xlabel('x_{max}'),ylabel('Probability density of log_{10}(x_{max})')

The distribution of the logarithm of Xmax(n) looks just like the distribution of the maximum of exponential random variables: it has a fixed shape and moves to the right, with the location of its peak proportional to log(n). Since adding a fixed amount to log(Xmax) corresponds to multiplying Xmax by a fixed amount, the movement can be described using a scale factor, instead of a location factor. The appropriate scale factor is again the location of the peak of the histogram, which is the point where the probability of exceedance is 1/n:

Then the limiting distribution function for the scaled variable U = Xmax/a(n) will be

This limiting distribution is called the Frechet distribution, or Type II extreme value distribution. Unlike the Type I distribution, this one has a shape parameter, alpha, which depends on the parent distribution, and it has a left boundary instead of being defined for all u. Also, this limit could have been derived directly by plugging y = alpha ln(x) into the Type I distribution.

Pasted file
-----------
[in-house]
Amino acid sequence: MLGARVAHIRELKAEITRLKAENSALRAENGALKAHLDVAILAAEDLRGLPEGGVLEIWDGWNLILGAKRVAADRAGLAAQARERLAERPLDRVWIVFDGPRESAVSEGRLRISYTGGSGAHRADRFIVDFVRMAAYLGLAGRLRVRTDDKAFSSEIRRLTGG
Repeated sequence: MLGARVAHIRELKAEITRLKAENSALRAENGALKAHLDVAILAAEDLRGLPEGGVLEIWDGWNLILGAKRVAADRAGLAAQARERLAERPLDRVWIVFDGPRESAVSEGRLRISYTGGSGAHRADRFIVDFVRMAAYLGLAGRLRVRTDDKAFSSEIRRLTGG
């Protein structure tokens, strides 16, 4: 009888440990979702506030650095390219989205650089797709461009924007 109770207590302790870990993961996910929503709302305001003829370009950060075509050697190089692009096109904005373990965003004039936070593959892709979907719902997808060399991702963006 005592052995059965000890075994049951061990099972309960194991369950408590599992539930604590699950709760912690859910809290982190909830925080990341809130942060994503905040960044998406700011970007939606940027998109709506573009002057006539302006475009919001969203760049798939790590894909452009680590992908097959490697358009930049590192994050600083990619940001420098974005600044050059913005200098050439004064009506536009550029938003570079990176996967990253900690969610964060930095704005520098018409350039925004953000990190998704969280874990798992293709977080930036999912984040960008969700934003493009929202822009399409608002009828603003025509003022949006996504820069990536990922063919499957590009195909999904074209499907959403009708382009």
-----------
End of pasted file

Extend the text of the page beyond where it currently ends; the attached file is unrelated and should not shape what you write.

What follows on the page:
Compare this limiting distribution to the observed distribution of the maximum:

x = logspace(0,5,500);
for k = 1:length(n)
    f = gevpdf(x,1/A,n(k)^(1/A)/A,n(k)^(1/A));
    % or exp(-n(k)*x.^-A).*(x.^-(1+A))*n(k)*A
    line(x,f*log(10).*x,'color','k') % pdf of log10(x)

The Type III domain: right-bounded variables

The last type of extreme value distribution occurs where the parent distribution is bounded on the right, such as the Beta(1,alpha) distribution, where

(alpha = 1 gives the uniform distribution). The maximum can never exceed the boundary, and the distribution of the maximum squeezes up toward the boundary, getting narrower as n gets larger. The behavior within the narrow region near the boundary can be seen by taking the histogram of -log(1-x) intead of x.

for k = 1:length(n)
    xmax = max(betarnd(1,A,n(k),Ntrials));
    [count,xout] = hist(-log(1-xmax),Nhist);  dx = xout(2)-xout(1);